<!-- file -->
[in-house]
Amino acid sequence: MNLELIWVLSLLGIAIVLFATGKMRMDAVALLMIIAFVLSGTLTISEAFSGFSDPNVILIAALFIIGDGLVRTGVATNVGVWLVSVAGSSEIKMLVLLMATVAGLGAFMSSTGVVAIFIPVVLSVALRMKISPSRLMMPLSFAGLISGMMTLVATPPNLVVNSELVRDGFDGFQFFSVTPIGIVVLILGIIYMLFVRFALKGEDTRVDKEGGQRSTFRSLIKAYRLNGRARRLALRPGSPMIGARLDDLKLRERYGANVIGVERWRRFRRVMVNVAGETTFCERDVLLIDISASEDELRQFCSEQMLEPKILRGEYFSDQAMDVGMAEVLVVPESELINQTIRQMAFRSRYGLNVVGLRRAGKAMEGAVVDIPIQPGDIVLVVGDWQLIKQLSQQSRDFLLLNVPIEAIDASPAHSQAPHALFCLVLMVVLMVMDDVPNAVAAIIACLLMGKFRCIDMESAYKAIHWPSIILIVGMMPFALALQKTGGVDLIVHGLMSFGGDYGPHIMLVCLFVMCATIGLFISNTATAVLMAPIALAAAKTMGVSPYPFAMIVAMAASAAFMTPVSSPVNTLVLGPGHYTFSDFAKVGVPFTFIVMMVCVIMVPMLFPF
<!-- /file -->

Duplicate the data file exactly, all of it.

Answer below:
[in-house]
Amino acid sequence: MNLELIWVLSLLGIAIVLFATGKMRMDAVALLMIIAFVLSGTLTISEAFSGFSDPNVILIAALFIIGDGLVRTGVATNVGVWLVSVAGSSEIKMLVLLMATVAGLGAFMSSTGVVAIFIPVVLSVALRMKISPSRLMMPLSFAGLISGMMTLVATPPNLVVNSELVRDGFDGFQFFSVTPIGIVVLILGIIYMLFVRFALKGEDTRVDKEGGQRSTFRSLIKAYRLNGRARRLALRPGSPMIGARLDDLKLRERYGANVIGVERWRRFRRVMVNVAGETTFCERDVLLIDISASEDELRQFCSEQMLEPKILRGEYFSDQAMDVGMAEVLVVPESELINQTIRQMAFRSRYGLNVVGLRRAGKAMEGAVVDIPIQPGDIVLVVGDWQLIKQLSQQSRDFLLLNVPIEAIDASPAHSQAPHALFCLVLMVVLMVMDDVPNAVAAIIACLLMGKFRCIDMESAYKAIHWPSIILIVGMMPFALALQKTGGVDLIVHGLMSFGGDYGPHIMLVCLFVMCATIGLFISNTATAVLMAPIALAAAKTMGVSPYPFAMIVAMAASAAFMTPVSSPVNTLVLGPGHYTFSDFAKVGVPFTFIVMMVCVIMVPMLFPF